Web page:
Privacy Commissioner Says RCMP Didn’t Inform Him on Use of Spyware

By Peter Wilson
Peter Wilson
Peter Wilson
Peter Wilson is a reporter based in Ontario, Canada.
August 8, 2022 Updated: August 8, 2022

Canada’s privacy commissioner said the RCMP did not inform his office of its use of spyware technology that could be remotely installed on devices and used to monitor unsuspecting individuals.

While appearing before the House of Commons Access to Information, Privacy and Ethics Committee on Aug. 8, Philippe Dufresne said he first learned about the RCMP’s use of the software from the media and that his office was not consulted about its potential privacy risks.

“After learning about this through the media in late June, we contacted the RCMP for more information and the RCMP has since scheduled a demonstration for my officials in late August,” Dufresne said.

“In its response to the Question on the Order Paper, the RCMP indicated that it began drafting a [privacy impact assessment] in relation to these tools in 2021, but we have not yet seen it.”

The committee is studying the use of “device investigation tools” by the RCMP to “obtain data covertly and remotely from targeted devices.”

The technology can be remotely installed on devices like cellphones and computers without owners’ knowledge or consent, and can be used to spy on messages, data, and even cameras and microphones.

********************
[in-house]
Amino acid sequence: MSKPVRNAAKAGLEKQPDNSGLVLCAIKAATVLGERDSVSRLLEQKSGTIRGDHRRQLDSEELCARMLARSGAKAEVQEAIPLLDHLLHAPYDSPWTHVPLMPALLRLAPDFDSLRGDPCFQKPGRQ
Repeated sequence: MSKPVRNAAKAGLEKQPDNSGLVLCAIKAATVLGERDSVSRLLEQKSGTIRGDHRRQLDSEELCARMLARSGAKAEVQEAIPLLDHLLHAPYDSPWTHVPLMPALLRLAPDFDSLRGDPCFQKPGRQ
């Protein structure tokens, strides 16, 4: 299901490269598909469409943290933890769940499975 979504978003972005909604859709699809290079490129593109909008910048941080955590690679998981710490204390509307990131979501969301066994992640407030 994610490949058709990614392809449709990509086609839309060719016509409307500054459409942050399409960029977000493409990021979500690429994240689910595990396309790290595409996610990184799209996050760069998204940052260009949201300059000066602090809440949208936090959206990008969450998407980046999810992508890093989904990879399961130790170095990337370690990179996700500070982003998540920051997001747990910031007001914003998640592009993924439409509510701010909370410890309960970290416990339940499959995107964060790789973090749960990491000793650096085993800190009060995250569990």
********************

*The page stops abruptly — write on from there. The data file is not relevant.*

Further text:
The committee aims to determine any potential privacy risks that the use of such software poses to Canadians and to seek a list of judicial warrants that the RCMP obtained for using the software.

Dufresne said he expects to see the RCMP’s privacy impact assessment demonstration concerning the software in late August.

“If we find shortcomings in terms of privacy protections, we will provide the RCMP with our recommendations, and we would expect them to make the necessary changes,” he said.

In the meantime, Dufresne called on Parliament to introduce stronger privacy laws surrounding the use of the software and said that Canada’s Privacy Act needs to be brought up to date so that it can address top-of-mind privacy issues concerned with evolving technology.

“I would start by saying that the Privacy Act does not require the RCMP or any government institution to prepare privacy impact assessments (or “PIAs”) for my consideration, but the Treasury Board requires it in its policies. I hope to see this included as a binding legal obligation in a modernized version of the Privacy Act,” he said.

The privacy commissioner said he hopes Parliament’s revisions to the Privacy Act will make privacy impact assessments a legal requirement.

“Doing so would recognize privacy as a fundamental right, it would support the public interest, and it would generate necessary trust in our institutions, such as the RCMP.”

The Canadian Press contributed to this report. 

Peter Wilson
Peter Wilson is a reporter based in Ontario, Canada.